A 33-year-old woman presented to the hospital with a 5-day history of fever and cough of unknown cause. She indicated that she worked in Wuhan, China (the center of novel coronavirus outbreak) but had traveled to Lanzhou, China, 6 days before presentation to the hospital.
At admission, her body temperature was elevated to 39.0°C (102.2°F) and coarse breath sounds of both lungs were heard at auscultation. Laboratory studies showed leucopenia (white blood cell count: 2.91 × 109 /L). The white blood cell differential count showed 70.0% neutrophils and 0.1% eosinophils. There were elevated blood levels for C-reactive protein (16.16 mg/L; normal range, 0–10 mg/L), erythrocyte sedimentation rate (29 mm/h; normal range, <20 mm/h), and D-dimer (580 ng/mL; normal range, 500 ng/mL). Unenhanced chest CT showed multiple peripheral ground-glass opacities in both lungs (Figure, A) that did not spare the subpleural regions. Real-time fluorescence polymerase chain reaction of the patient’s sputum was positive for the 2019 novel coronavirus (2019-nCoV) nucleic acid.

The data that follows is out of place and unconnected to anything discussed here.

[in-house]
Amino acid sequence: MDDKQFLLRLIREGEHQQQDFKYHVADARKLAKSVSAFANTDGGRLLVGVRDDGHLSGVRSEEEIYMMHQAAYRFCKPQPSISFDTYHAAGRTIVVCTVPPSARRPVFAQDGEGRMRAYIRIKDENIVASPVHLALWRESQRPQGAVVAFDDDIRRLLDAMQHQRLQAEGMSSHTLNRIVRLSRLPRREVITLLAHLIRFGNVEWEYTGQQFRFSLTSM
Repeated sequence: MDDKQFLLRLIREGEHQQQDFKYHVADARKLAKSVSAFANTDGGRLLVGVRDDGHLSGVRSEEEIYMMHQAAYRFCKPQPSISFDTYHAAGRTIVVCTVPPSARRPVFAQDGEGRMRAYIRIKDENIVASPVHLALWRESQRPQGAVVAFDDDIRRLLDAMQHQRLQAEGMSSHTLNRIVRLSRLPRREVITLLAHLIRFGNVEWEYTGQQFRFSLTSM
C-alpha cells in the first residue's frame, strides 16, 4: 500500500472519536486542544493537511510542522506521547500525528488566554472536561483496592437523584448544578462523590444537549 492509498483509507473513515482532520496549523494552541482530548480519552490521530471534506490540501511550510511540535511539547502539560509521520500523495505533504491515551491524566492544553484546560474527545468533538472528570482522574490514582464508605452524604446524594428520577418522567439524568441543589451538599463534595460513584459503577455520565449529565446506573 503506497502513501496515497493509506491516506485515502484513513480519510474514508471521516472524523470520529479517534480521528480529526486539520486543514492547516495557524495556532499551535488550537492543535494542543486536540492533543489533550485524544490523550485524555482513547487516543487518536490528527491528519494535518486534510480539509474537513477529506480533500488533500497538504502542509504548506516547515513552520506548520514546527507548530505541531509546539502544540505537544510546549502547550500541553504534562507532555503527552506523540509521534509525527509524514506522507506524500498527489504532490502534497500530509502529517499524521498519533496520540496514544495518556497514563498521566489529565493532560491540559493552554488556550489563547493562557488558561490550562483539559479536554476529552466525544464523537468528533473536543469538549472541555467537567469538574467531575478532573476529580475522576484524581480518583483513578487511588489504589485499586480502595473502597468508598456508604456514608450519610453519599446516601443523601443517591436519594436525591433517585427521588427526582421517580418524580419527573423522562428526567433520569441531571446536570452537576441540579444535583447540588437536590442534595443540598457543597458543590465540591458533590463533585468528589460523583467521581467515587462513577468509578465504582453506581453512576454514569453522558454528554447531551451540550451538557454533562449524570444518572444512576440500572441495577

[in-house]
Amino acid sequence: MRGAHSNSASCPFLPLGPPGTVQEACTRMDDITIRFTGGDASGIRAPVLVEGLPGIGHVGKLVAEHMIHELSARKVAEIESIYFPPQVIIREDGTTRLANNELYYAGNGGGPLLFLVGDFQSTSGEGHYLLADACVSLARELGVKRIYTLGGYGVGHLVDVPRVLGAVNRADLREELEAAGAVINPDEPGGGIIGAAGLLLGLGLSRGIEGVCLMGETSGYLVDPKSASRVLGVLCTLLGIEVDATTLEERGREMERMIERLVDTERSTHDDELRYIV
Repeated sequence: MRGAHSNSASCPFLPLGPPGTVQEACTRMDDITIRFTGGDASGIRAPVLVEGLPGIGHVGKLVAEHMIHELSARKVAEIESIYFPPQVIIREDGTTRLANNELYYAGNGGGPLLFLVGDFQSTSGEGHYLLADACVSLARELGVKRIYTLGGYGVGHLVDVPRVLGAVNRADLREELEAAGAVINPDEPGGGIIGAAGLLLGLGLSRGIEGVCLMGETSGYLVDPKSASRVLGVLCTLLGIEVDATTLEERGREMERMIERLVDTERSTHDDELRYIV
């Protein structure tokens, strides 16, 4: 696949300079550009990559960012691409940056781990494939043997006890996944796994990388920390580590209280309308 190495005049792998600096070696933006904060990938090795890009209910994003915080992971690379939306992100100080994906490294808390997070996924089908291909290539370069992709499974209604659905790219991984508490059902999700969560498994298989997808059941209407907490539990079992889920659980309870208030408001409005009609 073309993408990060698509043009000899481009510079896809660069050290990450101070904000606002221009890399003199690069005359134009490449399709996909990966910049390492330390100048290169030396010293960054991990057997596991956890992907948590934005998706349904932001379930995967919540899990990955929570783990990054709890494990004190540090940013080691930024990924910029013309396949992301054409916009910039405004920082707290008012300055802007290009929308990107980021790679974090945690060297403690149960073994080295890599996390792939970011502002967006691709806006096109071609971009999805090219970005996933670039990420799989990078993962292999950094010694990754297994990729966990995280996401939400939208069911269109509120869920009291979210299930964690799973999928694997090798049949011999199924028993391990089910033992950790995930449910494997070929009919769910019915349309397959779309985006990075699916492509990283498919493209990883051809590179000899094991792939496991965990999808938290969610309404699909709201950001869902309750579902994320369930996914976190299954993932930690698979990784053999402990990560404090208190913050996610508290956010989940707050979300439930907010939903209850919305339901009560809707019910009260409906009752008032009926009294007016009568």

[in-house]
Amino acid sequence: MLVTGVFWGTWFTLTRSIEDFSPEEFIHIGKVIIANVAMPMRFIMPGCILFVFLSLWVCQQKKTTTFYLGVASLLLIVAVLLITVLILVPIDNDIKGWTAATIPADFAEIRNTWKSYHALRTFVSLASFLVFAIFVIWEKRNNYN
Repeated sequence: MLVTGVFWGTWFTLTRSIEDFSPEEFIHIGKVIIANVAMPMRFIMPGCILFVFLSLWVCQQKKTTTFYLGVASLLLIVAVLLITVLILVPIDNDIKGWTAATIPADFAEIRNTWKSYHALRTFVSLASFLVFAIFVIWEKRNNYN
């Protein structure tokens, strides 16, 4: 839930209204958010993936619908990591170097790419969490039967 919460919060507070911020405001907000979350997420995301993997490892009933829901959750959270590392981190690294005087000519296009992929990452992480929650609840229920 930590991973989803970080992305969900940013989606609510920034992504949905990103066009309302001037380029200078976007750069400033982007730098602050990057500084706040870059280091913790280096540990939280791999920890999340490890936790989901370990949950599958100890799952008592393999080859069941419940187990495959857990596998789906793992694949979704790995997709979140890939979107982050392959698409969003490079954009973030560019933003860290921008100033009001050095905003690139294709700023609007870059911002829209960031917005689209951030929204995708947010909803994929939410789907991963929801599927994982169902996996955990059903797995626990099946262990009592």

On the basis of epidemiologic characteristics, clinical manifestations, chest images, and laboratory findings, the diagnosis of 2019-nCoV pneumonia was made. After receiving 3 days of treatment, combined with interferon inhalation, the patient was clinically worse with progressive pulmonary opacities found at repeat chest CT (Figure, B).